Mediocre Meals; Men’s room Mobiles; Merry Music.

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Today was one of mixed impressions. We began by setting off late this morning to visit my mother in West End. En route we stopped for lunch at

The Royal Oak, Hilltop

The Royal Oak at Hilltop, near Beaulieu.

Among the gorse along the roadside , donkeys and a pony dozed or grazed within sight of Fawley power station.

Ice and oak leaves

Ice had formed in the car park puddles, trapping some of the fallen water-bound oak leaves.

The ambience inside was good and the service most friendly.

Beer glass

However, the beer lacked spirit and was served in murky glasses suggesting there was something awry with the dishwasher. Our very young waitress apologised for this and said she would pass on my observations.

Steak & Ale Pie and Ploughman's meals

My steak and ale pie appeared to have been prepared earlier, then overheated, with the result that all the wrong bits of the meal were crispy. Jackie’s ploughman’s lacked the usual ingredient of cheese, but contained a small portion of paté, and a preponderance of pickles. The crusty bread had been put through a slicer some time before. There was no butter.

Pickles

Leaving a quantity of the pickled elements on her plate, Jackie observed that “there is only so much pickle you can eat”.

I approached the till to settle the bill, wondering how I was going to do this politely. In the event, I was helped out by the not quite so young woman I took to be the manager. It is not unusual for pubs and restaurants to add what they call optional or discretionary gratuities to the bill. I always ensure that these will go to the staff before paying them. Otherwise I tip in cash and settle the rest by card. It is not usual for the person taking your money to open the conversation with the statement that you don’t have to pay this if you don’t want to. This is what this woman did. I asked her who received the money. She said the staff were the beneficiaries. I said that in that case I would pay it, because the service had been excellent, but the food was not, and I had already shown her colleague the state of the glasses.

I claimed that my meal had probably started life in a good condition but had been microwaved so that all the wrong bits were crispy. She replied that they didn’t microwave their meals, but heated them up in the oven. “In that case”, I replied, “this one  spent too long in the oven”. I didn’t think there was much point in the methods both Jackie and I learned from our mothers of putting the plate, with a lid on it, over a pan of boiling water.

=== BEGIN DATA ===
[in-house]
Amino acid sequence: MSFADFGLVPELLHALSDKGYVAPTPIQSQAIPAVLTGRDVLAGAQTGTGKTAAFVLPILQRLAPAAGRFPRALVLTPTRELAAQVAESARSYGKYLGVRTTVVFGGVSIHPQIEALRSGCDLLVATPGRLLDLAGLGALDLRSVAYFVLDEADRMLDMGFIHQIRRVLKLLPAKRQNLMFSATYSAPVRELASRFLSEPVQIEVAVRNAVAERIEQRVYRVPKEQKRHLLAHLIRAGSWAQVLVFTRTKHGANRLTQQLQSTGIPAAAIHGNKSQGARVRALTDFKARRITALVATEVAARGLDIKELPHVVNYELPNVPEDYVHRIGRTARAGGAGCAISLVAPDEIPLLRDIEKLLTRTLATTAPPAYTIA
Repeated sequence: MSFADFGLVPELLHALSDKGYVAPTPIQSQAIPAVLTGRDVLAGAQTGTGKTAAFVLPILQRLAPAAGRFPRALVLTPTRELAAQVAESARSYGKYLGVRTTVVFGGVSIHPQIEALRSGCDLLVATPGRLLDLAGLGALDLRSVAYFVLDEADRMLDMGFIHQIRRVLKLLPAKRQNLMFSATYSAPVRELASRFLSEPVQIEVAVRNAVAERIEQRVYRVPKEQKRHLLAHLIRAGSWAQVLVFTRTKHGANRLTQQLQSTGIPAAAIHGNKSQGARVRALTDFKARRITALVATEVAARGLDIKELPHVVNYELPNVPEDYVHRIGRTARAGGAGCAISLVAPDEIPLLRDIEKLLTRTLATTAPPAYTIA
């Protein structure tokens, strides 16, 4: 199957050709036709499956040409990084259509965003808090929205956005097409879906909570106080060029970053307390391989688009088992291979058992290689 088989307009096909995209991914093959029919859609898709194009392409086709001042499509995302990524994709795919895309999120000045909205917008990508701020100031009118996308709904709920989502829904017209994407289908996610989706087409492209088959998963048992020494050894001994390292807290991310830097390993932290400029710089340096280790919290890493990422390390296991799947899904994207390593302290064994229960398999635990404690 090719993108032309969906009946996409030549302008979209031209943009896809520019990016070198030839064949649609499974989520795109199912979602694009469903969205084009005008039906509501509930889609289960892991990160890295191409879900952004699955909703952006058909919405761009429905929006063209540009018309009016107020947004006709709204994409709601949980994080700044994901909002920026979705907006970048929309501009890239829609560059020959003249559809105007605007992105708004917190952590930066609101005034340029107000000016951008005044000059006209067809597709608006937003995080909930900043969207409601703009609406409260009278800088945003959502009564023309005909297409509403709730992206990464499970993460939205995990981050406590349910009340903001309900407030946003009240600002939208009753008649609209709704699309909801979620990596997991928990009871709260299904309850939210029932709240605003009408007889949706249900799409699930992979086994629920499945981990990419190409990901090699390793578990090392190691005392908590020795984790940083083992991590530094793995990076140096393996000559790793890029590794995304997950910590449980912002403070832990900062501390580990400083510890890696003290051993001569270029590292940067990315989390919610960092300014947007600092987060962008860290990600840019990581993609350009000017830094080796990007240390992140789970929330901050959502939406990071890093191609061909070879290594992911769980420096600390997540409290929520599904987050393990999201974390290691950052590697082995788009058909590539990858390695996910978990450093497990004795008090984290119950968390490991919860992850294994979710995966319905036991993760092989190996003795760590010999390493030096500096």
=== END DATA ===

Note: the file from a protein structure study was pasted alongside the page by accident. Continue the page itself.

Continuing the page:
I also spoke of the preponderance of pickles and other aspects of Jackie’s meal.

We won’t go there again.

Before visiting Mum, we stopped at Haskin’s Garden Centre in West End. I visited the Gents’ Toilet. There was just one vacant urinal at which I took up my station. I glanced to the left of me and noticed a gentleman scanning his mobile phone in his right hand with his somewhat extended member in the other. I glanced to the right of me. Another gentleman was similarly engaged. “Now I’ve seen it all”, I ejaculated. Two mobile phones were pocketed, and two somewhat reduced members stuffed back where they belonged. Two urinals became vacant.

I do hope that is not considered too much information.

We then spent a pleasant hour with Mum before moving on to Margery and Paul’s annual Christmas sing-song. This was as hilarious and chaotic as ever; with some very meaningful conversations taking place in the break during which well prepared tea and Margery’s legendary mini mince pies were served. Our hosts and Mary, the pianist, were in fine form as we muddled through all the old favourites.

This evening we dined on a spic pizza and plentiful fresh salad. Jackie drank Hoegaarden and I drank more of the Minervois.

Reflecting Autumn

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This morning Paul and Margery delivered the nicely mounted signed painting that John created on 21st September.

We brunched at Hockey’s Farm Shop.

Donkey close-up

In the lane outside a donkey rushed to our open car window in search of treats. No-one had told it that Halloween was over.

Donkey and ponies

Its cousins in the farm field, having no need to cadge, could afford to ignore me.

Donkeys and horse

They also took no notice of horses in the neighbouring paddock.

Donkey and poniesPony

They shared their own grass with very small ponies

Pony and alpacaAlpacas

and with alpacas.

Autumn leaves

Autumn leaves

Tree reflections

adorned trees over the Ibsley forded stream

Autumn leaves and reflectionAutumn reflected in stream

in which their reflections swayed in dance.

Woodland scene 3Woodland scene 1Woodland scene 5Woodland scene 2Shadows on leaves by streamWoodland scene 6

Sunlight dappled the woodland alongside. If you do enlarge this last one, please ignore the litter.

Fallen tree

As with all safely fallen forest trees, this one will remain where it lies, in the interests of ecology.

Coach and horses

An antique coach with rather younger hitched trace-horses was parked outside the Alice Lisle pub near Ringwood.

Horses heads in harness

The horses were in harness,

Horse without part of harness 1

although one looked rather smug,

Horse with dangling harness

as part of its equipage dangled free.

Coach wheels 1

The smaller wheels stood at rest below the cab, while the the coachmen presumably enjoyed a glass of porter in the pub.

Coach rear 1

Hopefully neither the learner nor his or her instructor will have imbibed too much.

This evening we dined on a pepperoni pizza and salad, with which Jackie drank sparkling water and I finished the Fronton.

 

 

 

Emma Would Have Been Under Water